Nrithyati captivated audience with mesmerizing performances by young artistes.
On International Dance Day, dancers around the world celebrate in various ways. In Thrissur, Navaneetham Cultural Trust presented five dance forms by young artists, titled ‘Nrithyathi’. Their captivating performances made the event a remarkable one.
Perhaps the highlight was the opening recital of Mohiniyattam by Anagha Shanmughan, congenitally a Down syndrome girl with exceptional terpsichorean talents. Through her art, she demonstrated how challenges of societal norms could be broken down with dedication and hard work. The two numbers she presented were a testimony to this.
She opened with a varnam, ‘Kapada kanthan’ that delineated Krishna’s mischief of stealing the butter. But during this attempt, the stand on which he stood to reach the ‘uri’ slips and he hangs on it. Gopis makes fun of him over this. In the second part, as an act of revenge he steals the clothes of the gopis taking bath in the river. When they entreat to him for their clothes, he tells them to raise their hands and ask !
Anagha demonstrated exceptional skill in both nritta and abhinaya. She could do justice to the number that was composed in Nattakurinji and adi. Equally proficient in Bharatanatyam and Kuchipudi, she had won A Grade in Mohiniyattam and Kuchipudi in the state school youth festivals in 2016 and 2017. She is also a graduate in History.
Devika Sajeevan began her Bharatanatyam recital with an Abhang choreographed by Vaibhav Arekar. Episodes culled from Ramayana like Thataka vadha, Ahalya Moksha and Sita Swayamvara were presented with élan. Composed in misra raga and rupakam talam the number could bring out her histrionic potential as well as nritta.
The second number was from 12th Ashtapadi, ‘Pasyathisidisi rhasi bhavantham’. Radha is in total despair as she is unable to bear the absence of Krishna. Her Sakhi goes in search of Krishna to plead with him and request him to come to Radha. Devika could evoke the feelings of Radha bewitchingly. The composition set in raga Vasanthi and mishrachappu was a choreography of Manju Ajeesh and enchantingly sung by Bijeesh Krishna.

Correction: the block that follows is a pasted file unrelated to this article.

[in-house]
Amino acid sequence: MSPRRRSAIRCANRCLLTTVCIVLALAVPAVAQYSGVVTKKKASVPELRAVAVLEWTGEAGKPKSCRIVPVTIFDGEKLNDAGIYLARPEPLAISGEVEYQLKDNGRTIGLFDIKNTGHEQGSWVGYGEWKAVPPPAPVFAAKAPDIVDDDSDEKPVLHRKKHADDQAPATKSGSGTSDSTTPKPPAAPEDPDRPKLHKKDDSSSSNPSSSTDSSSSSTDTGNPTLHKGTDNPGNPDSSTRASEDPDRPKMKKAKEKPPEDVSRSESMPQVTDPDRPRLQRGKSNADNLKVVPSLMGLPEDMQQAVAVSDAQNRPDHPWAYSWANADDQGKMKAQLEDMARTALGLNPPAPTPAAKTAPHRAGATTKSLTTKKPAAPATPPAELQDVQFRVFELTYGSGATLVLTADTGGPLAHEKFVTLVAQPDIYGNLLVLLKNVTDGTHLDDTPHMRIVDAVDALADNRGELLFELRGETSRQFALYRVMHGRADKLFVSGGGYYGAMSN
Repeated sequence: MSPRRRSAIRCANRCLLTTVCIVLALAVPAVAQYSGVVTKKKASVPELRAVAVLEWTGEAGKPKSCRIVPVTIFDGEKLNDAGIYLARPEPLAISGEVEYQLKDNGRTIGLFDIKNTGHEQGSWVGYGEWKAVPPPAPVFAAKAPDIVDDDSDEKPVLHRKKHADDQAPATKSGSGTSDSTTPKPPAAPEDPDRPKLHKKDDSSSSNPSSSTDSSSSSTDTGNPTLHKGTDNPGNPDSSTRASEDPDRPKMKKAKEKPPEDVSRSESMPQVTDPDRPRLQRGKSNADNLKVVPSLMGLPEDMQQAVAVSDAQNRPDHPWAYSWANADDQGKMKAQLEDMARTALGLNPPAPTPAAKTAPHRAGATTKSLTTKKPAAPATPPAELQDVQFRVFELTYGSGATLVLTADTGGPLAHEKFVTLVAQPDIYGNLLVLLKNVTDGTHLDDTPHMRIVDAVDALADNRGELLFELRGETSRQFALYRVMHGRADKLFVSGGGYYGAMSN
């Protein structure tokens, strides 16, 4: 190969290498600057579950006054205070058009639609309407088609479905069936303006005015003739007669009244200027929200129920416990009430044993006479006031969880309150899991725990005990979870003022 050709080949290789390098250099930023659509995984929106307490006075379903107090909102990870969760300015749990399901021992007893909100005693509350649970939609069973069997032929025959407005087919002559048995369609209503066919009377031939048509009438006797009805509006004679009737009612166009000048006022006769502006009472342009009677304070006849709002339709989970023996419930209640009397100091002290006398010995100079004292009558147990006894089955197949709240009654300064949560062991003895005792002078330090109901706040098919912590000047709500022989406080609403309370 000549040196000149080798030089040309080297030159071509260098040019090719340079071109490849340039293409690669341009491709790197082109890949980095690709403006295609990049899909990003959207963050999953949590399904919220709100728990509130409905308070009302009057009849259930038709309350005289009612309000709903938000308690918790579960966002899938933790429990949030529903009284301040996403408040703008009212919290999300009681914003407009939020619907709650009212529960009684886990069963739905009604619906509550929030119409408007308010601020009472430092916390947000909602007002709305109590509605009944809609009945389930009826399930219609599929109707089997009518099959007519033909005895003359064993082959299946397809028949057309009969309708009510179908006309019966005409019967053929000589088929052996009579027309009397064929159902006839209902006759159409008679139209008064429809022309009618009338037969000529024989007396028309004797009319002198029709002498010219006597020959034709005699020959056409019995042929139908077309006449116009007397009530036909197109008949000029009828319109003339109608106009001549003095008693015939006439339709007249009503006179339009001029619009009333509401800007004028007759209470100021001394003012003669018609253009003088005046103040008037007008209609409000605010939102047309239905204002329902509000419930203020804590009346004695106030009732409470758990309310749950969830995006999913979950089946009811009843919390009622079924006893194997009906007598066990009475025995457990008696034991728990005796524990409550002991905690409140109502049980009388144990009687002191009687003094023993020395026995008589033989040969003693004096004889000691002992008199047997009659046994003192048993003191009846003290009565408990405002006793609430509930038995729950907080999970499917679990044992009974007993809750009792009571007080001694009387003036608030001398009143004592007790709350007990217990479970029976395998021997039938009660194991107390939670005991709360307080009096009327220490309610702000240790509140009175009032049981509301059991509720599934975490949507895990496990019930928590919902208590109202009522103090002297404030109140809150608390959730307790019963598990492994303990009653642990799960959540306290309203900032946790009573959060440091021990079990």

Kalyani Menon Harikrishnan, the youngest among the dancers, took up ‘Mukkuthi’, choreographed by her renowned guru Nirmala Panikker. Incidentally, the ‘Desi’ item that was discarded in the past was revived by Nirmala bringing out its spiritual connotation. The dancer is desperately searching for her lost nose ring. But after some time, she remembers that it was not an ordinary ornament but one that belonged to Devi Kanyakumari. Nirmala has interpreted that the search was only an endeavour for self-realistion since all Indian art forms, according to her, aimed at mokasha.
Kalyani’s netrabhinaya was commendable and the act of searching for the ornament brought out the best of her abhinaya.
The essence of Kathak was delineated by Radhika Arora an accomplished dancer and choreographer with excellent academic records. After the dhyan sloka on Siva, ” Vande Shambho umapathim”, she embarked on the various techniques of the dance form like Thaat, Udaan, Aamad, Paran and Thihai. They were based on Teen taal of 16 beats. Composed by her guru Dr Shashi Sankhla, it was based on Taal Dadra of six-beat cycle.
Alluring were the innumerable chakkars she executed, almost non-stop which elicited wild applause from the audience. The rhythmic perfection of her footwork was specially noteworthy.
Mastery over nritta
The 19th Ashtapadi, ‘priye charuseele’ presented by Sourav Mohanty was a striking paradigm of how a male dancer could evoke lasya feats quite impressively in Odissi. A furious Radha sends out Krishna as she was convinced that he came to her after making love with gopis. But Krishna returns to her to apologize by falling at her feet.
Delineation of Sivashtaka of Sankaracharya was a treat to the eye as it portrayed Siva vividly. Composed in Bhairali and ektali, the number spoke for his dexterity as a dancer.
The invocatory number in Kuchipudi, Ganesha Kowtham, performed by Souparnika Nambiar was an exposition of her artistry. Trained by Sreelakshmi Govardhanan, her strong footing in Kuchipudi Yakshaganam was glaringly evident in the recital. Incidentally, she was a member of the team that had staged Usha Parinayam choreographed by Guru Pasumarthi Rattaiyya Sarma recently.
Soorpanaka’s lament, with which she started, explained her helpless predicament. Her clan is wiped out, brother Ravana is gone, Lanka is wiped out; but still Rama and Lakshaman are live. She is angry that her innocence and sensuality were mocked by the brothers. She throws the question to the audience what wrong she had done to be physically deformed.
Souparnika’s evocation of karuna, roudra etc. were exquisite. At the same time her mastery over nritta was revealed in the first number. The choreography was by Sreelakshmi herself.